Ukraine's most vulnerable children in a Kherson home, designed to keep them safe and healthy

Irina is a child psychologist working in a children’s home in Kherson, southern Ukraine. The home is a sanctuary for children whose parents have found themselves in difficult life circumstances and are unable to cope with parenting responsibilities; that have been abandoned; or whose parents’ parental rights are being taken away for legal reasons.

“We have 58 children in our care right now, from small babies of a few months up to the age of 4 years-old,” says Irina. “We also have a group of disabled children. My usual role is to help develop speech, attention and memory, but these days – like all my colleagues – we do all we can to help feed, clean and protect our children.”

“When the shelling started, we took the children down to the basement of the children’s home, but it was horrible down there,” says Irina. “We’ve since taken them to one of the churches, where they all are now.”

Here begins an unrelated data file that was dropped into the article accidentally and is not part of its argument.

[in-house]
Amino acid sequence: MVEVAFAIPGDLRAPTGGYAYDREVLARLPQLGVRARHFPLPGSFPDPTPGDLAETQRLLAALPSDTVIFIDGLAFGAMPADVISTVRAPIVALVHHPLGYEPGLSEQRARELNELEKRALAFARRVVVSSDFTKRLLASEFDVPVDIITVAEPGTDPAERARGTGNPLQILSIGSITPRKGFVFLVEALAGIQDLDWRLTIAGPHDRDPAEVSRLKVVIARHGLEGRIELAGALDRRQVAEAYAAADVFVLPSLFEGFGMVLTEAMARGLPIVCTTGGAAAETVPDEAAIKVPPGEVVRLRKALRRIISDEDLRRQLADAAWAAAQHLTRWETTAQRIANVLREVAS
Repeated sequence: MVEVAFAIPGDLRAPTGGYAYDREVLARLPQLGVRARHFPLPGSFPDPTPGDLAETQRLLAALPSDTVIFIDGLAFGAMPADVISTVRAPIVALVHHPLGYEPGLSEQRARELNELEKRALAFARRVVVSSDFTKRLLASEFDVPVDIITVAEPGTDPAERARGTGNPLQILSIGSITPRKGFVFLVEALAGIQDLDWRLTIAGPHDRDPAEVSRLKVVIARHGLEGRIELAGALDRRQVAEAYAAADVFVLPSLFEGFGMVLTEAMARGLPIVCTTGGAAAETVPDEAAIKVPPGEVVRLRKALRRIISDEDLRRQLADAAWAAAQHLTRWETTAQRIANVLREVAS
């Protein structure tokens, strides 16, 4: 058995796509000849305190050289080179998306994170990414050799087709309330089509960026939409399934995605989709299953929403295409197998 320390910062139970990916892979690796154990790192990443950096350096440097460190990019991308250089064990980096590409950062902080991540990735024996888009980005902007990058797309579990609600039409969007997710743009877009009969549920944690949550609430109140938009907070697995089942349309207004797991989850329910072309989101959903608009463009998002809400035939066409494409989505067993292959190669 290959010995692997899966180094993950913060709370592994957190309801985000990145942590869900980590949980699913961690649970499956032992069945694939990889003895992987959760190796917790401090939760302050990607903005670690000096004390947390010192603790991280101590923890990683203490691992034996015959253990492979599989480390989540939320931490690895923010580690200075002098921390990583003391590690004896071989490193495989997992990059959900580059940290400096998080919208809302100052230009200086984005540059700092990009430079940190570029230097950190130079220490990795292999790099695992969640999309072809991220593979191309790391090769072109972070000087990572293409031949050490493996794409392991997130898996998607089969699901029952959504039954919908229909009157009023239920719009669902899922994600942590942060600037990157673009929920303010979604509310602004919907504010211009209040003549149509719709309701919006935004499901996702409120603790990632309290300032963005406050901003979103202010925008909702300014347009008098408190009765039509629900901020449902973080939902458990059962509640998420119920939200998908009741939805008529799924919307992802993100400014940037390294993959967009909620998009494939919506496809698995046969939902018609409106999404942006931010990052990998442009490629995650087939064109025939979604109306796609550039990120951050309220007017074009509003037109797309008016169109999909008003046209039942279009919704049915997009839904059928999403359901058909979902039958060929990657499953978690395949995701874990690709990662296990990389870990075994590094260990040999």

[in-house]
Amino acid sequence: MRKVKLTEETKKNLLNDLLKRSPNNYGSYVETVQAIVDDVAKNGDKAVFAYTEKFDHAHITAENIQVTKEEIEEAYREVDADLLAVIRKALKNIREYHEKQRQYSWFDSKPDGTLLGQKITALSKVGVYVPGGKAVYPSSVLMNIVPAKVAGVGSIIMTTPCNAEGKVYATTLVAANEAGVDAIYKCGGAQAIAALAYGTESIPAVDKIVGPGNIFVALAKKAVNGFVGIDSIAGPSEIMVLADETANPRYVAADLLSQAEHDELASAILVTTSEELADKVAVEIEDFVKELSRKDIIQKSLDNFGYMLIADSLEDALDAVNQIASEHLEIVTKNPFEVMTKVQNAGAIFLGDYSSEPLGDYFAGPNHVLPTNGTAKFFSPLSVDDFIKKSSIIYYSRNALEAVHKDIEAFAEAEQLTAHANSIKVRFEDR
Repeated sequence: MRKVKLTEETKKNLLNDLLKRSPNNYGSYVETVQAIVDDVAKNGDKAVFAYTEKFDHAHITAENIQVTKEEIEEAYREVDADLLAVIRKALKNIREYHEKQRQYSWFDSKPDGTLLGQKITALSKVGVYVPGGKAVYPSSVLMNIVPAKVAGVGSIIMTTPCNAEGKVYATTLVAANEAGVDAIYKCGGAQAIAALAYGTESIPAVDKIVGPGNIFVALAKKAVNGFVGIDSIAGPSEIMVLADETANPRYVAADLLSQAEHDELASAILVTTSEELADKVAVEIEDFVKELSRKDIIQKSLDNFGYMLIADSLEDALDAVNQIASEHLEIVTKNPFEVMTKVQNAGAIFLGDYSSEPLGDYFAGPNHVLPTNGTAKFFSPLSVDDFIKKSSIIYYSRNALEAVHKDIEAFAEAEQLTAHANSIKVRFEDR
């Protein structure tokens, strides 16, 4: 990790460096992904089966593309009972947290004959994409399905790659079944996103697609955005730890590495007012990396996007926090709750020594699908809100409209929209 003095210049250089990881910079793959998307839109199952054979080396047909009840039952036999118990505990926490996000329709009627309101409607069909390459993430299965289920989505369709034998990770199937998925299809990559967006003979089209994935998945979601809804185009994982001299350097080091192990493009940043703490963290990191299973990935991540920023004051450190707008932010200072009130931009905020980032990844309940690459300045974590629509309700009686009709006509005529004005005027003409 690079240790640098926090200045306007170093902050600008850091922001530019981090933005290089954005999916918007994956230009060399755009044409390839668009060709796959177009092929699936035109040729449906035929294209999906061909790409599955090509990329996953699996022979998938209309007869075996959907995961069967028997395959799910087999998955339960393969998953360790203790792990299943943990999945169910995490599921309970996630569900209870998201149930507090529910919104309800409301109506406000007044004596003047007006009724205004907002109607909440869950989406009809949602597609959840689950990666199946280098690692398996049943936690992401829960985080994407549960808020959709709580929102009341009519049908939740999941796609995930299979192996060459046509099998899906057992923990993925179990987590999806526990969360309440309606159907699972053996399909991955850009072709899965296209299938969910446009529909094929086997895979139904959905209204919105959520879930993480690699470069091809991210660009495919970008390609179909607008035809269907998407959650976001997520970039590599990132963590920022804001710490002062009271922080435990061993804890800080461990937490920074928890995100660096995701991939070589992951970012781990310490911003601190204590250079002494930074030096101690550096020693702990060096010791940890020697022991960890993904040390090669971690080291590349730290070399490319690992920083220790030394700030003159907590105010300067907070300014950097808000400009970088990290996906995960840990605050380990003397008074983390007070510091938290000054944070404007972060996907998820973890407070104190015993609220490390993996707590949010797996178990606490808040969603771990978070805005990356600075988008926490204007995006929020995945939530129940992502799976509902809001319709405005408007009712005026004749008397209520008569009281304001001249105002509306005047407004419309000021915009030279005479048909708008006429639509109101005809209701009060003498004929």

“Yesterday [March 1] was a terrible day for us. The shelling intensified and we heard gunshots. We are asking everyone, ‘Please let us leave the city and take the children to a safe place’."

War can have a devastating effect on children’s mental and physical health, with potentially life-long consequences. That is why children must be protected from harm during conflict situations and never be targeted.

Since the onset of the military offensive in Ukraine, WHO has called to protect the right to health at any cost. This escalating violence, which is resulting in civilian deaths and injuries and is already taking a high mental health toll, including for children, is unacceptable. The protection of civilians must be priority number one and an obligation under international humanitarian and human rights law.